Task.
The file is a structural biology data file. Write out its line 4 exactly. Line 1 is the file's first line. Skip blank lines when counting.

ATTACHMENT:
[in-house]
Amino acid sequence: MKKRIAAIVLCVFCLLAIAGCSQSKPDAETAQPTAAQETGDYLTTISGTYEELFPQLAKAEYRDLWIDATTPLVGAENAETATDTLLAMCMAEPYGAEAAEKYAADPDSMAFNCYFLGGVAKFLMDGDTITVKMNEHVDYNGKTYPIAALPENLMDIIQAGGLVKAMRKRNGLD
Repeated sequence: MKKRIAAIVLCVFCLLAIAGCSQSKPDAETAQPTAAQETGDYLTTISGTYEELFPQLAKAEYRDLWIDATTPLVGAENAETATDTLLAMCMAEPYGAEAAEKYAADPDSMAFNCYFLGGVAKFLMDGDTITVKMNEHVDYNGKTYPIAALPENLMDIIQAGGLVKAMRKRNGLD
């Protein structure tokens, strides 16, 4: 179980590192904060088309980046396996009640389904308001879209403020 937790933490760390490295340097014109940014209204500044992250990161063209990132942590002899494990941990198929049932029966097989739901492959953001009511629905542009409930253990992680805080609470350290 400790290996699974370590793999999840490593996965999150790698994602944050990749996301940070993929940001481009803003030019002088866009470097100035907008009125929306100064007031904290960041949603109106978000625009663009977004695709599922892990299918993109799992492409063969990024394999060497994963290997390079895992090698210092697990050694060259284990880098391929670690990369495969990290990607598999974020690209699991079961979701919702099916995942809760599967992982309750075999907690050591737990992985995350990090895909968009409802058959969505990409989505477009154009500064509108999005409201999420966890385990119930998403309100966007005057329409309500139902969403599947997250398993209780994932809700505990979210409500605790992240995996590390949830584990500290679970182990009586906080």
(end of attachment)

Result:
């Protein structure tokens, strides 16, 4: 179980590192904060088309980046396996009640389904308001879209403020 937790933490760390490295340097014109940014209204500044992250990161063209990132942590002899494990941990198929049932029966097989739901492959953001009511629905542009409930253990992680805080609470350290 400790290996699974370590793999999840490593996965999150790698994602944050990749996301940070993929940001481009803003030019002088866009470097100035907008009125929306100064007031904290960041949603109106978000625009663009977004695709599922892990299918993109799992492409063969990024394999060497994963290997390079895992090698210092697990050694060259284990880098391929670690990369495969990290990607598999974020690209699991079961979701919702099916995942809760599967992982309750075999907690050591737990992985995350990090895909968009409802058959969505990409989505477009154009500064509108999005409201999420966890385990119930998403309100966007005057329409309500139902969403599947997250398993209780994932809700505990979210409500605790992240995996590390949830584990500290679970182990009586906080």